You would have noticed the prices of food and vegetables going up if you are a regular in shopping for household essentials… Not just the rising prices of petrol, but the rising costs of essentials – food and other retail necessities – as well, are an indicator of the economy’s condition.
What is it and why is it happening?
What we are currently facing is inflation. You must have read articles on how our country is at its highest inflation rate @ 7.79%.
What does that mean?
Inflation is the rise of the price index of an economy. When the demand for a commodity or service rises, without enough supply to suffice it, the prices rise. Because of this, the economy suffers since there IS demand, but not enough purchasing power to pay for it. This cycle then temporarily slows down the growth cycle.
For example – the same lemon that would be Rs. 3-4, cost about Rs. 8-10. Petrol costs Rs. 108 one month, 112, the next. With this, not just business expenses, but overall lifestyle expenses go up.
Most global economies are reeling from a similar issue.
Why is it happening?
Inflation, in general, occurs due to one of three reasons:
- Rising prices – when the cost of production rises, the manufacturers compensate for it by increasing the prices of their products – letting the consumers take the brunt of the rising costs. This leaves lesser purchasing power to the consumers.
- Rising demand – When the demand for particular commodities increases, and the supply chain is unable to keep up with the said rise, it leads to a rise in prices – resulting in inflation.
- The third is a vicious circle of the wage cycle. This happens when the labour demands a hike in their wages to suffice their lifestyle needs, thus impacting commodity prices, which eventually leads to more demand for hikes.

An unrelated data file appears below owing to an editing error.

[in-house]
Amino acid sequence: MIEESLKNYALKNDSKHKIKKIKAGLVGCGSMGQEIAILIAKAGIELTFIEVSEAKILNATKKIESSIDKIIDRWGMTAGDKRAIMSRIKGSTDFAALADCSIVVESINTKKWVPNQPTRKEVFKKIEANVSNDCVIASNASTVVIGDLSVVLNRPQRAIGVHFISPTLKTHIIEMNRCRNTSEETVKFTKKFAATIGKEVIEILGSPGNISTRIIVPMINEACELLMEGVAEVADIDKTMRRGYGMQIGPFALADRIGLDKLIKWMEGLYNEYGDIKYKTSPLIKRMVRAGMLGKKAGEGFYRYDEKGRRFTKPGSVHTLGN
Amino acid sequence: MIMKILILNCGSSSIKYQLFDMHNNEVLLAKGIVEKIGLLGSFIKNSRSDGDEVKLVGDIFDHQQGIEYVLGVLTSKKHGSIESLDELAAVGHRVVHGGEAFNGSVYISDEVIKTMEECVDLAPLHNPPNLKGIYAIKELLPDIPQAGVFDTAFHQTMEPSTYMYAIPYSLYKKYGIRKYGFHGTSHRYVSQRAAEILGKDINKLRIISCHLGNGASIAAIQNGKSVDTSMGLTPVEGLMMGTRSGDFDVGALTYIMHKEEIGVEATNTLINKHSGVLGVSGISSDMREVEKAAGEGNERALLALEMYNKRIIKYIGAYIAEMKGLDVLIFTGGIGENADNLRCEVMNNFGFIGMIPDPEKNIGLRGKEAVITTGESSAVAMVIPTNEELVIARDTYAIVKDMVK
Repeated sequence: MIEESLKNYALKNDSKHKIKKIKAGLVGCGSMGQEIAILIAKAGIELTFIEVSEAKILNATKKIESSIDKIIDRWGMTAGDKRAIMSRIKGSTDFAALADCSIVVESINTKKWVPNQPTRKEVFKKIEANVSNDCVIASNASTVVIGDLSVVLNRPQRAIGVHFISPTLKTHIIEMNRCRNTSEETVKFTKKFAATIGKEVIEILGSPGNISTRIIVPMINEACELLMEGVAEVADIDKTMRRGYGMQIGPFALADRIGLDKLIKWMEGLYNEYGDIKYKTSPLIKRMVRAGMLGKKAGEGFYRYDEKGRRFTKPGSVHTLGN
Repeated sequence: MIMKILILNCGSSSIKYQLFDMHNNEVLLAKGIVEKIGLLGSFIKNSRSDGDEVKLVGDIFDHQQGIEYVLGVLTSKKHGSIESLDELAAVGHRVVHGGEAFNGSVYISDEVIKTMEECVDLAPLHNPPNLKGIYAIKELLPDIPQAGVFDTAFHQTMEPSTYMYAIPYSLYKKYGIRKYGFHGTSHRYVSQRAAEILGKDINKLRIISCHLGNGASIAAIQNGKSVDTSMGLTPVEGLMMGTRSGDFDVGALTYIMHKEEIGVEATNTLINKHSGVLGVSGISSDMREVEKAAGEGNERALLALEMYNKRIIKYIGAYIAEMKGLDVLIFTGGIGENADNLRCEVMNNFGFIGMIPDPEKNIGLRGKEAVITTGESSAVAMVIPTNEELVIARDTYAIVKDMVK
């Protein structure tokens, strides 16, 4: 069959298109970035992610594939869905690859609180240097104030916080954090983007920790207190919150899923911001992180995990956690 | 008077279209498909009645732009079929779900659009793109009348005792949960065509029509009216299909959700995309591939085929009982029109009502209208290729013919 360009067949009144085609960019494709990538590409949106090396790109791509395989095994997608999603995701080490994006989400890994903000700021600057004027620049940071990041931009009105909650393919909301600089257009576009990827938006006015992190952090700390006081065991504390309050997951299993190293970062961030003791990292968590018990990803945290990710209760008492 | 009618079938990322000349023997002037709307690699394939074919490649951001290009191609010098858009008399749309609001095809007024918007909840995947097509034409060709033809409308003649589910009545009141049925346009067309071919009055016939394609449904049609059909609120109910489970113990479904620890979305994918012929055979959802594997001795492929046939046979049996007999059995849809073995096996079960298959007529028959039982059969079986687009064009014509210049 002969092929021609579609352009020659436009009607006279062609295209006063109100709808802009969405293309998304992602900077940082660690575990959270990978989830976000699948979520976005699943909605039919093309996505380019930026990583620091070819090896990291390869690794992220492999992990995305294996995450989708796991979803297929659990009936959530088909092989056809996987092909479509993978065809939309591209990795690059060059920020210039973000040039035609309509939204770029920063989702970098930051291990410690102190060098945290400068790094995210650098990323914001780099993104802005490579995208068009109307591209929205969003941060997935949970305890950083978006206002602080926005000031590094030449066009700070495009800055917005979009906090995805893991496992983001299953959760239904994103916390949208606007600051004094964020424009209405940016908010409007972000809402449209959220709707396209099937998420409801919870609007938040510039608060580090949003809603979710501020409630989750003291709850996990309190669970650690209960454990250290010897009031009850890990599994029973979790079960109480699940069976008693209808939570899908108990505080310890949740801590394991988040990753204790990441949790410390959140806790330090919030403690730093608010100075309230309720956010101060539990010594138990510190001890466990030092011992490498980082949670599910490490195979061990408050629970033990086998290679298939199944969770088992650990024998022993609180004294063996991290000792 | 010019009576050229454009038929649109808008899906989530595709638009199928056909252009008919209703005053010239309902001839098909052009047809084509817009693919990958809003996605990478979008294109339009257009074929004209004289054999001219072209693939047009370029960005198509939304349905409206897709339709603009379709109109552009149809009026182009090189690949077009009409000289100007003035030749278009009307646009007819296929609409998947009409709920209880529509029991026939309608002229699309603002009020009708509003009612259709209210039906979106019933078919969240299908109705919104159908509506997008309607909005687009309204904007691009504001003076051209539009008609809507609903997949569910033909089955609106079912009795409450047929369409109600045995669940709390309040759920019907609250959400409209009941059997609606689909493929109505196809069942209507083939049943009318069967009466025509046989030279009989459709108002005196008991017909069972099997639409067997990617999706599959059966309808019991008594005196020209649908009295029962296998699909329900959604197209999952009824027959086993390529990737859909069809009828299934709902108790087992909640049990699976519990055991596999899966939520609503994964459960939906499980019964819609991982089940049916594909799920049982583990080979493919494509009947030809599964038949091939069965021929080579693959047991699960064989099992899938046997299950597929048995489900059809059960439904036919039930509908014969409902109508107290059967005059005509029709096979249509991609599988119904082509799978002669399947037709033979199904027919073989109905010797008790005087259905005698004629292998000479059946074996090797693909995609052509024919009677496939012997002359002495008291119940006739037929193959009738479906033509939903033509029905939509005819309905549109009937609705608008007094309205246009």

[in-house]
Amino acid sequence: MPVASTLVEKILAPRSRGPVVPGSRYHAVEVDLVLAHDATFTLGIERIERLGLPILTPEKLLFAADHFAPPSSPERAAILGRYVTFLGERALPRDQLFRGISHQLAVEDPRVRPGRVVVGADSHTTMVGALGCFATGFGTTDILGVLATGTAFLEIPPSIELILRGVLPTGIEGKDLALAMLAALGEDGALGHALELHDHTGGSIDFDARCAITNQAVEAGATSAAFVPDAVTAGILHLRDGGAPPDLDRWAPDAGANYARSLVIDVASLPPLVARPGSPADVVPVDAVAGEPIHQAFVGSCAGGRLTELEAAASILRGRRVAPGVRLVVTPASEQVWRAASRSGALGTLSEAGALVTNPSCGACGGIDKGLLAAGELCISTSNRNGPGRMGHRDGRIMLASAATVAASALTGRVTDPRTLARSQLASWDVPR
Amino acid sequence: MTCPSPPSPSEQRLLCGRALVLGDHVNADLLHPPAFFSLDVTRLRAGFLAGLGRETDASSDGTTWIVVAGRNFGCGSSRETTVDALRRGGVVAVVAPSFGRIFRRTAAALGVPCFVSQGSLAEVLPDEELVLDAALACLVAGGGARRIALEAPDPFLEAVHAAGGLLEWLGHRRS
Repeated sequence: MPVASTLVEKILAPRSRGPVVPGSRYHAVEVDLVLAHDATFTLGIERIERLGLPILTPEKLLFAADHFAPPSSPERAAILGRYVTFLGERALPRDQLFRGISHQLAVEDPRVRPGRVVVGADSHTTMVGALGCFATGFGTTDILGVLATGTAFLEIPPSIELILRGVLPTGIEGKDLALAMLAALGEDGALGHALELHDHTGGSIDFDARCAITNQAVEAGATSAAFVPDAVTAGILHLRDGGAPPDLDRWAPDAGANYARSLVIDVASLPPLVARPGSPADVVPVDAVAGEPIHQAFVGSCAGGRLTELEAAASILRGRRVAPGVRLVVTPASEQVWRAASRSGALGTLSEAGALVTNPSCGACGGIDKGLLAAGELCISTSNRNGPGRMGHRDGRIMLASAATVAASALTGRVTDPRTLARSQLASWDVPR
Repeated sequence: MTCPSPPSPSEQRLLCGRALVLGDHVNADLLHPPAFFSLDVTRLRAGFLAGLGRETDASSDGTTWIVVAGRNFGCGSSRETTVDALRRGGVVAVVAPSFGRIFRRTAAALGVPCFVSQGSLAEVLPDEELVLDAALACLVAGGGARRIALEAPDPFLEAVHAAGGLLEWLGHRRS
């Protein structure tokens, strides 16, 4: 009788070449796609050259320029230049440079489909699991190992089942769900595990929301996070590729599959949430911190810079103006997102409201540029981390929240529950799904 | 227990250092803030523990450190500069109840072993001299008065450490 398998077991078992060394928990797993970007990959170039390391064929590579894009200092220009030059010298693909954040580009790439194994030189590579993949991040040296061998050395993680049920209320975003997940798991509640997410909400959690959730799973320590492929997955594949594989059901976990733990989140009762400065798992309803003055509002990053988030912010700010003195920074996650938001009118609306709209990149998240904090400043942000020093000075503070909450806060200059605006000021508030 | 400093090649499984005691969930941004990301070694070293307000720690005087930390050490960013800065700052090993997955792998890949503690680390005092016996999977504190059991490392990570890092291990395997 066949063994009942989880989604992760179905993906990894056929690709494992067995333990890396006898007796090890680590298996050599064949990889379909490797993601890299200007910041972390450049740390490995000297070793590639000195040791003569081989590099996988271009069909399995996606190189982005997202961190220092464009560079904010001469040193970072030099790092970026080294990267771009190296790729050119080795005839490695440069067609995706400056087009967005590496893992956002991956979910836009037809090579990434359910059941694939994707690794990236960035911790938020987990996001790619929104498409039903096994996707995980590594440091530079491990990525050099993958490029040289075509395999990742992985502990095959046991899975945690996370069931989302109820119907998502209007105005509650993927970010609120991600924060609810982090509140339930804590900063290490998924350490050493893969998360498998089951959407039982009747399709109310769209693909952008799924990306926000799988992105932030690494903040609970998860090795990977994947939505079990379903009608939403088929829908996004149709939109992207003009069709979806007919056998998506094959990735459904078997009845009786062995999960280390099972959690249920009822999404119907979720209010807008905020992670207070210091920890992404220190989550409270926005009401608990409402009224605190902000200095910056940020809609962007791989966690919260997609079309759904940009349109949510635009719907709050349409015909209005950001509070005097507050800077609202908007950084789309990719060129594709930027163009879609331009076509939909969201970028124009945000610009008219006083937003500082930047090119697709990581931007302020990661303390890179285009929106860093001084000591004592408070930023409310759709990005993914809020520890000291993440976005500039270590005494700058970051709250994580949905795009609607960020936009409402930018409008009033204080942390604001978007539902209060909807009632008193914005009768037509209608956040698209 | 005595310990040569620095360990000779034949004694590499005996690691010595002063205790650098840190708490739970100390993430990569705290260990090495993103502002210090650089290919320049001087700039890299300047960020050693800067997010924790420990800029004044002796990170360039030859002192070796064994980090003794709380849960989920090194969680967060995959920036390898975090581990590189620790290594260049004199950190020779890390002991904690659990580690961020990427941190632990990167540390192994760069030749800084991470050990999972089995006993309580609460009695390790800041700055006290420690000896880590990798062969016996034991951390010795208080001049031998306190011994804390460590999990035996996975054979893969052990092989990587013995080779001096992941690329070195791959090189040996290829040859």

The current scenario: There is no one reason behind the rising prices, but a key factor has been the Russia-Ukraine war. Both being important nations in international trade, there is a global disruption faced in imports and exports, which impacts the supply chain.
But that’s not all. With a global slowdown due to the COVID-19 pandemic, businesses were already suffering. Global inflation rates had started shooting up right from 2020, which were only aggravated by the war.
So, how do you manage your expenses with these rising prices?
Inflation creeps in slowly and fades away slowly. One needs to be patient, not panic and deal with a rational mind.
To ensure that inflationary conditions don’t hit you hard, here are a few things you can take care of:
- Following a strict budget:
Disciplined expenses come in handy big time in a tight economy. It is important to be mindful and watch your expenses in such a situation. Don’t spend more than you need. Don’t spend more than your means. The resultant smaller savings will come in handy.
- Prioritizing expenses
In an inflationary economy, where you cannot control how much you spend on essentials, you can cut down on unnecessary spending. The key here is to continue saving the same amount of money as you were earlier. Eat out less often. Step back on shopping unless absolutely necessary. Find alternative solutions like free or low-cost online courses and more.
- Don’t touch your contingency funds
If you have been saving up for an emergency corpus, do not touch it. Inflation leaves you with less money in hand, so it is best to work on spending less, not on saving less. Usually, the first step people take is stopping their investments, even liquidating them, so that they do not have to cut back on lifestyle spending. But adjusting a bit for a few months isn’t a big deal, is it?
- Adjust your debt repayments
If you have borrowed a personal, student, or any type of loan, see if you can reschedule your repayment plan. While you may not be able to cut back on all expenses, putting off your debt repayment for a while can give you some breathing space.
Also read: How does a Neobank work?
The last word:
Inflation doesn’t last. It is a phase every economy goes through now and then. Every economy follows a cycle from prosperity to recession and back. How long the economy stays in each phase depends on the policymakers, the market conditions, and other factors.
Inflation is not inevitable either. And it is not always bad. They say anything in excess is dangerous. But for economic growth, an average 2% inflation rate is considered to be healthy. Too low, and it leads to a reduction in prices. Too high, it leads to a rise. The key is maintaining a balance and taking the required actions when there is an oscillation either way.
Also read: Difference between a fixed deposit and recurring deposit